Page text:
With its latest double breach of norms of international behavior—poisoning the opposition leader Alexei Navalny and embracing the discredited Belarusian autocrat, President Alyaksandr Lukashenka—Russia has managed to unite Europe in outrage. Last week (September 17), the European Parliament approved, by a large majority, a harsh resolution not only demanding a strong response to the Navalny case but also calling for a new strategy on relations with the openly hostile Russia (Nezavisimaya Gazeta, September 17). Russian propaganda lashed out viciously against this firm stance and predicted that a confrontation with Russia would destroy the European project (RIA Novosti, September 19). Moscow is particularly upset because Germany, which used to be the moderating influence in setting the European Union’s course, is now among the strongest advocates of punishing Russia’s transgressions. Mainstream political pundits in the Russian capital interpret the cancelation of Foreign Minister Sergei Lavrov’s visit to Berlin as an unmistakable sign of the severe deterioration of this key bilateral relationship (Russiancouncil.ru, September 18).
Russian diplomacy seeks to present an expansion of ties with Asia as compensation for the curtailing of connections with Europe. In early September, the defense ministers of the Shanghai Cooperation Organization (SCO) met in Moscow, and Sergei Shoigu made space at the table for a few extra guests from the Collective Security Treaty Organization (TV Zvezda, September 4). The following week’s meeting of SCO foreign ministers sought to prepare an agenda for the upcoming heads of state summit that, despite Russia’s best effort, will happen in November only as a video-conference (Kommersant, September 11). Then, it was the turn of the secretaries of national security councils of the SCO states to hold a virtual meeting. Russia’s Nikolai Patrushev set the tone with the claim that the United States was exploiting global cooperative efforts to counter the COVID-19 pandemic in order to surreptitiously develop biological weapons (Rossiiskaya Gazeta, September 15).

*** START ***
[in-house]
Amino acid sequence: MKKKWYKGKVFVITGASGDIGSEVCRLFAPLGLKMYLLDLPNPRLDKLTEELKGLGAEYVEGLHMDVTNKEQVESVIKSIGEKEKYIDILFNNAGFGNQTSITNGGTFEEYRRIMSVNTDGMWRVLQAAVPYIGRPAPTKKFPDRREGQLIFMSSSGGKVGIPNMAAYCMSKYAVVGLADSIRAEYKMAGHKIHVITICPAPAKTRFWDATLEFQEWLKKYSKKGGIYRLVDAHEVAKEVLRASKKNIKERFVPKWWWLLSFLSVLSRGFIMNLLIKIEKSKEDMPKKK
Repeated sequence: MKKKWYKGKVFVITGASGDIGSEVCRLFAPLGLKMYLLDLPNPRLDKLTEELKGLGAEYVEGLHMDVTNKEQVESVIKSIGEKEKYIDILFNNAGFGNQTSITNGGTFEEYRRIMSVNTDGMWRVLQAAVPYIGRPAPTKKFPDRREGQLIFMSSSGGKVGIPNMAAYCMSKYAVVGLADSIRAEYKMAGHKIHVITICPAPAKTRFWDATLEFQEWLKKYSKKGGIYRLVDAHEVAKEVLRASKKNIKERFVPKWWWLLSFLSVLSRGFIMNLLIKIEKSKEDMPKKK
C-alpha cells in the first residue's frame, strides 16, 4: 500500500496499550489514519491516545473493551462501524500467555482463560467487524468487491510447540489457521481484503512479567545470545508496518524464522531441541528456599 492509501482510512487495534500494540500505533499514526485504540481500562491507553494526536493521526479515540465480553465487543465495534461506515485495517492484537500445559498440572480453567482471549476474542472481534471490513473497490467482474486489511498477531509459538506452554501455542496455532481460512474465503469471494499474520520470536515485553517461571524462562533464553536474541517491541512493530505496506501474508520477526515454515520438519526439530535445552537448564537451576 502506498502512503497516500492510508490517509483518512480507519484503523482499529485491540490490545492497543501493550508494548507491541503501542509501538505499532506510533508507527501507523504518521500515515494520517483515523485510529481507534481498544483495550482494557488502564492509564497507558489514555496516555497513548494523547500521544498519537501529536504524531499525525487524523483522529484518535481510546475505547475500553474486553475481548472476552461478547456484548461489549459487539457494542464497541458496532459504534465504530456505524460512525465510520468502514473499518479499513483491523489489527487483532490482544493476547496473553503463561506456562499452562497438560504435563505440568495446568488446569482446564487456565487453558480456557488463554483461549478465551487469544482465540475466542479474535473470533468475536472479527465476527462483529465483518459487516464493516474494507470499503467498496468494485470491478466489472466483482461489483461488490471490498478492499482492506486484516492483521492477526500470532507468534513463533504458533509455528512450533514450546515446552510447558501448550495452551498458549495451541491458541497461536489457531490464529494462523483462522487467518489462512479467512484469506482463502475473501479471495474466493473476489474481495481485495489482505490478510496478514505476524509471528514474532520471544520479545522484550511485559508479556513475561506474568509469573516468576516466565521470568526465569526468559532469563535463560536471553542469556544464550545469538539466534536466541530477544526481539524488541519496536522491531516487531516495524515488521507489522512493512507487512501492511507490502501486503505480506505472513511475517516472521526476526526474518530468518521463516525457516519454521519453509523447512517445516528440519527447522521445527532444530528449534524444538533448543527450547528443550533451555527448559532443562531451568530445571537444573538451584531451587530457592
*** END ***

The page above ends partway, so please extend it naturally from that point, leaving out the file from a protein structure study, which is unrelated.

All these meetings, nonetheless, failed to produce any opening for Russia to demonstrate capacity for influencing key global developments. In particular, Russia sought to mediate between China and India over their dangerous border dispute in the Himalayas; but the two Asian powers can be expected to bilaterally sort out or escalate the quarrel as they see fit (Izvestia, September 8). Meanwhile, the long-planned and delicately progressing talks between the Afghan government and the Taliban are happening under US auspices, with no role for Russia (Carnegie.ru, September 15). Likewise, the escalating economic confrontation between the US and China leaves Russia on the far margins of the crucial global interaction—with the SCO also entirely irrelevant in this matter (Nezavisimaya Gazeta, September 16).
In turn, any progress in advancing plans for Eurasian cooperation depends upon readiness to invest in joint projects. China has been working diligently on executing President Xi Jinping’s trademark Belt and Road Initiative, reassuring Russia of its benign intentions; but at the same time, Beijing has so far seen little need to cut in Russian partners (Russiancouncil.ru, September 18). Russia’s economy is, indeed, sinking in yet another recession, which undercuts its capacity for investment—notwithstanding the newly announced $1.5 billion line of credit to Belarus as a guarantee of support for the embattled Lukashenka (Novaya Gazeta, September 16). This “generosity,” even if provided with rather obvious reluctance (and with much, if not all, of it earmarked for repaying Minsk’s old loan to Moscow—see EDM, September 16), stands in sharp contrast with the Russian government’s stinginess regarding domestic social programs, resulting in contractions of incomes and increased poverty (Kommersant, September 14). Even former finance minister and Putin loyalist Alexei Kudrin argues that the anti-crisis measures have been too limited to prevent impoverishment, which currently affects some 20 million people, or 13.5 percent of Russia’s population (RBC, September 18). The Kremlin found it necessary to respond, reiterating that the policy was carefully calibrated to minimize the impact of the crisis (TASS, September 18).